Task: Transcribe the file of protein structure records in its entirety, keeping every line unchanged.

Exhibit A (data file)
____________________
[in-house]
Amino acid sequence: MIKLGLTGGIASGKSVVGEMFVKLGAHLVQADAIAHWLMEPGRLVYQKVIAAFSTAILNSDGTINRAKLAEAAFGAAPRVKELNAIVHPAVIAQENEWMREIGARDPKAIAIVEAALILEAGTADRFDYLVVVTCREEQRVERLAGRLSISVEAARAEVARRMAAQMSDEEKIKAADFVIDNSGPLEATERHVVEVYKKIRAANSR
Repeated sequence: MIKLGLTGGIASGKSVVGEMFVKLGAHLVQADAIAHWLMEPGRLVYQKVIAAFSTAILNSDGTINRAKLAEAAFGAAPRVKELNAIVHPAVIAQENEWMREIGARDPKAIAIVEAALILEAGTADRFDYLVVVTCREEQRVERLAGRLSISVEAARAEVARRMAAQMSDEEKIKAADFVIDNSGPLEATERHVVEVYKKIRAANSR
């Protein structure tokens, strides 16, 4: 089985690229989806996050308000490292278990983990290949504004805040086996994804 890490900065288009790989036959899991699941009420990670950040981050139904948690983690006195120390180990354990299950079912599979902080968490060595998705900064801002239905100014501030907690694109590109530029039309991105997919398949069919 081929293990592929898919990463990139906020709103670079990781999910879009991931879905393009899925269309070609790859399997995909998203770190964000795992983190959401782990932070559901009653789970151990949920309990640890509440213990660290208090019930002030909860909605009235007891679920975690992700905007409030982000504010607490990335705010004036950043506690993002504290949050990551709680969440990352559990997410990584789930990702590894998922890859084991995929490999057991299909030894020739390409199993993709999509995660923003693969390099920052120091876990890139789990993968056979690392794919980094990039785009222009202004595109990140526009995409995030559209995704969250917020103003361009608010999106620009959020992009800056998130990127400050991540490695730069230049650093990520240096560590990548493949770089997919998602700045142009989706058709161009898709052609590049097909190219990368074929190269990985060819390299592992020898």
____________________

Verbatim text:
[in-house]
Amino acid sequence: MIKLGLTGGIASGKSVVGEMFVKLGAHLVQADAIAHWLMEPGRLVYQKVIAAFSTAILNSDGTINRAKLAEAAFGAAPRVKELNAIVHPAVIAQENEWMREIGARDPKAIAIVEAALILEAGTADRFDYLVVVTCREEQRVERLAGRLSISVEAARAEVARRMAAQMSDEEKIKAADFVIDNSGPLEATERHVVEVYKKIRAANSR
Repeated sequence: MIKLGLTGGIASGKSVVGEMFVKLGAHLVQADAIAHWLMEPGRLVYQKVIAAFSTAILNSDGTINRAKLAEAAFGAAPRVKELNAIVHPAVIAQENEWMREIGARDPKAIAIVEAALILEAGTADRFDYLVVVTCREEQRVERLAGRLSISVEAARAEVARRMAAQMSDEEKIKAADFVIDNSGPLEATERHVVEVYKKIRAANSR
């Protein structure tokens, strides 16, 4: 089985690229989806996050308000490292278990983990290949504004805040086996994804 890490900065288009790989036959899991699941009420990670950040981050139904948690983690006195120390180990354990299950079912599979902080968490060595998705900064801002239905100014501030907690694109590109530029039309991105997919398949069919 081929293990592929898919990463990139906020709103670079990781999910879009991931879905393009899925269309070609790859399997995909998203770190964000795992983190959401782990932070559901009653789970151990949920309990640890509440213990660290208090019930002030909860909605009235007891679920975690992700905007409030982000504010607490990335705010004036950043506690993002504290949050990551709680969440990352559990997410990584789930990702590894998922890859084991995929490999057991299909030894020739390409199993993709999509995660923003693969390099920052120091876990890139789990993968056979690392794919980094990039785009222009202004595109990140526009995409995030559209995704969250917020103003361009608010999106620009959020992009800056998130990127400050991540490695730069230049650093990520240096560590990548493949770089997919998602700045142009989706058709161009898709052609590049097909190219990368074929190269990985060819390299592992020898």